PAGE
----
Discussion – Short Fiction: Database Dive
Distinguish Between Primary and Secondary Sources
Whether conducting research in the social sciences, humanities (especially history), arts, or natural sciences, the ability to distinguish between primary and secondary source material is essential. Basically, this distinction illustrates the degree to which the author of a piece is removed from the actual event being described, informing the reader as to whether the author is reporting impressions first hand (or is first to record these immediately following an event), or conveying the experiences and opinions of others—that is, second hand.
2. Primary Sources
These are contemporary accounts of an event, written by someone who experienced or witnessed the event in question. These original documents (i.e., they are not about another document or account) are often diaries, letters, memoirs, journals, speeches, manuscripts, interviews and other such unpublished works. They may also include published pieces such as newspaper or magazine articles (as long as they are written soon after the fact and not as historical accounts), photographs, audio or video recordings, research reports in the natural or social sciences, or original literary or theatrical works.
3. Secondary Sources
The function of these is to interpret primary sources, and so can be described as at least one step removed from the event or phenomenon under review. Secondary source materials, then, interpret, assign value to, conjecture upon, and draw conclusions about the events reported in primary sources. These are usually in the form of published works such as journal articles or books, but may include radio or television documentaries, or conference proceedings.
4. Defining Questions
When evaluating primary or secondary sources, the following questions might be asked to help ascertain the nature and value of material being considered:
- Where does this information come from – personal experience, eyewitness accounts, or reports written by others?
- Are the author’s conclusions based on a single piece of evidence, or have many sources been taken into account (e.g., diary entries, along with third-party eyewitness accounts, impressions of contemporaries, newspaper accounts)?
This week you have been provided with two primary sources – “The Yellow Wallpaper” and “Women of the 19th Century.” To complete this week’s Database Dive, please do the following:
- Read “The Yellow Wallpaper” and “Women of the 19th Century.”
- Using the library databases, find a secondary source on either text and read it.
- In one paragraph, explain the main idea of the secondary source.
- In 2-3 paragraphs, using the primary texts, explain two examples that either support or refute the main claim of the secondary text.
Module 8: Short Fiction II
Discussion – Short Fiction: Close Reading
James Joyce’s short story “The Dead” closes his collection of short fiction, Dubliners. The entire story takes place within the space of a party. The main character, Gabriel, connects many family members and friends, but it’s an encounter with someone he never met, and will never meet, that ends up defining his evening.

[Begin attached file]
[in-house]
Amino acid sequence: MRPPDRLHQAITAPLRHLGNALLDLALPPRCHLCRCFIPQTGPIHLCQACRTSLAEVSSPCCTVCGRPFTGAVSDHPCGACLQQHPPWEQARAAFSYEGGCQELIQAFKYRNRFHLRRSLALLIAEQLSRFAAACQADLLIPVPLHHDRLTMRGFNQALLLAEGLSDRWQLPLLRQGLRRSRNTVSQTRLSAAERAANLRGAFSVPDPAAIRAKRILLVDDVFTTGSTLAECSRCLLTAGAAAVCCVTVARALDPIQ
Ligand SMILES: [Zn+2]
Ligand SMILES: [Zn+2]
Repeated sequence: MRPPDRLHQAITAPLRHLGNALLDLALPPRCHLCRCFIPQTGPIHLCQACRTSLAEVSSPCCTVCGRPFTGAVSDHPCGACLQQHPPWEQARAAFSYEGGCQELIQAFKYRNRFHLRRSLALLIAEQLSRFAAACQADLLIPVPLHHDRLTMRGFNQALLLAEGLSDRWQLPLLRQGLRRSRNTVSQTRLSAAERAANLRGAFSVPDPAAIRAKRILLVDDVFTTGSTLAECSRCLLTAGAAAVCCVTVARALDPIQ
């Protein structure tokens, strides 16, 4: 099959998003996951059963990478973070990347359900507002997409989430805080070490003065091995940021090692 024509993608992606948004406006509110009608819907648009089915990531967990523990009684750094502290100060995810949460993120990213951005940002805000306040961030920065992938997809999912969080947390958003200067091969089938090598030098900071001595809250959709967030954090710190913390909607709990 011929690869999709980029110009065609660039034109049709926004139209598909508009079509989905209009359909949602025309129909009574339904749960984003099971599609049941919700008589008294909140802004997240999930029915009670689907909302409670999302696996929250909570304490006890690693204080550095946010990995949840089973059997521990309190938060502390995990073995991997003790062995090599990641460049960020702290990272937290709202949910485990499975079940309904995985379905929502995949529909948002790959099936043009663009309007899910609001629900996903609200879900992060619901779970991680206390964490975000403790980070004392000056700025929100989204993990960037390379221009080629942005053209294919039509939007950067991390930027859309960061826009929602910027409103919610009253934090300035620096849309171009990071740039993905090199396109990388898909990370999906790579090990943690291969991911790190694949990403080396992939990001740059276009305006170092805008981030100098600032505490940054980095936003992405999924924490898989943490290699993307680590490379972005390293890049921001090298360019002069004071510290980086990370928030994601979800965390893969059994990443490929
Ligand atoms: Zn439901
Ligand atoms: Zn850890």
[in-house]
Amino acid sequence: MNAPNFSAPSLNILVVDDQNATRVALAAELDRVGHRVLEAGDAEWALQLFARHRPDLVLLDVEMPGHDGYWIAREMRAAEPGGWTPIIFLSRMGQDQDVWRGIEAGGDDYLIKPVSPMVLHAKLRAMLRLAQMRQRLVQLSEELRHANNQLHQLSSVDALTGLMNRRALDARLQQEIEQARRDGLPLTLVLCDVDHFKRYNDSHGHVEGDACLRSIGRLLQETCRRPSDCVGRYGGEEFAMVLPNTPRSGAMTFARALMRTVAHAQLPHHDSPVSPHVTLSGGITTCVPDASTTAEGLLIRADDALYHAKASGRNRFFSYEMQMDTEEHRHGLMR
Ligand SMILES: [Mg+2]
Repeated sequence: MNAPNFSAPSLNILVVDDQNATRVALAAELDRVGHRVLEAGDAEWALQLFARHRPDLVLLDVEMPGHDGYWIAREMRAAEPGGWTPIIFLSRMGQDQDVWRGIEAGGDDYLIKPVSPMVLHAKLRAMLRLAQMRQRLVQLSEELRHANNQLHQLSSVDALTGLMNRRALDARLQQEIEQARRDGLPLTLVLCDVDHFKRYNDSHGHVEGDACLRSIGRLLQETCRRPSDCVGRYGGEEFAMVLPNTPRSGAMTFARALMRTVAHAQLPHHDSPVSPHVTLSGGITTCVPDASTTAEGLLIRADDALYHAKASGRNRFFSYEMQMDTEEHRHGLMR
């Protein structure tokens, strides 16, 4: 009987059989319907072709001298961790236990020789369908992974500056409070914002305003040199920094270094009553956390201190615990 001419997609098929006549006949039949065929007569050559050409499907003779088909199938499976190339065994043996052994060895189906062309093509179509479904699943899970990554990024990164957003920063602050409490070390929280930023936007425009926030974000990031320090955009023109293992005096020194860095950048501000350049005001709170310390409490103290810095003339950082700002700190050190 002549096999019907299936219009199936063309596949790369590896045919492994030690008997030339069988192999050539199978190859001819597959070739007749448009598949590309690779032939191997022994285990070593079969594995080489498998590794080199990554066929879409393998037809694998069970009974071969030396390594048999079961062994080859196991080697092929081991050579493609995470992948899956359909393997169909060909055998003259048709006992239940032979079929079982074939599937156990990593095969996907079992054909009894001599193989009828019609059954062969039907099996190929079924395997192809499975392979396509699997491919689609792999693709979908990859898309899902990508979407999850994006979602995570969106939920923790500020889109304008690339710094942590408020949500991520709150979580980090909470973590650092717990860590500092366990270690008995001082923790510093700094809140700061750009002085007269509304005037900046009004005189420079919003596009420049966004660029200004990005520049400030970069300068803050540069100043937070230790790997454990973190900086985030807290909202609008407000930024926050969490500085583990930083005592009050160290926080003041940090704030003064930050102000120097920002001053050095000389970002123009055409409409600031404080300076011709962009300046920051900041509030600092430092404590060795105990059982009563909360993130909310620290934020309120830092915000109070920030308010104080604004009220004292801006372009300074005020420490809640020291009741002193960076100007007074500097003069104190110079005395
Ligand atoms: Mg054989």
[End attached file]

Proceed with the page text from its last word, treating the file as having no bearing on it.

For your first response, please do the following:
- Historicism – Give at least two examples of Irish history, culture, or politics a reader must know to understand this story. Cite your sources.
- Feminism – Throughout “The Dead,” Gabriel is sometimes threatened by powerful women characters. Choose one of the women characters and discuss what concepts of feminist criticism can be explained through Gabriel’s encounter with her.
- Marxism – How is class important to understanding the conclusion of “The Dead?”
Module 9: Novel Part I
Discussion – The Novel: Close Reading
For this assignment, you will create a lesson to teach your classmates about some aspect of the novel you are reading. This week, you will plan your lesson. You may not be completely finished reading the novel, but you can still be planning as you go. Here are the steps:
- Read the novel carefully.
- Identify some aspect of the theme that you think is important to understanding the novel. Write an analysis question you will answer in your lesson. It can relate to history, class, gender, psychology, or some other observation you want to make about the novel.
- Choose one scene you will analyze in your lesson and explain how it relates to your question.
- Post the question and the explanation of the scene.
- Explain your plans for your lesson. Will you use a PowerPoint? Prezi? Create a video lecture? Create an interactive assignment? What other resources will you use to teach your classmates about this novel?
Module 10: Novel Part II
Discussion – The Novel: Teach a Lesson
This week you will post your lesson! To complete the assignment, follow these steps:
- Finish reading the novel (if you haven’t already).
- Answer the question about the novel you posed last week.
- Choose one additional scene to analyze.
- Create your lesson and post it online. If you create a narrated Power Point you an upload and attachment. If you create an activity and description, you can post it as text. If you create a video, a link or an upload is fine.
The lesson should take at least 5 minutes to complete. That means, a video or narrated PowerPoint would run five minutes. An activity and description should be 350+ words.
For examples of lesson activities, you can use any of the assignments you’ve encountered in this course so far, but don’t copy them exactly. If you choose to design an activity, include three paragraphs of writing that explains how the activity works and how it would get your students to understand the novel.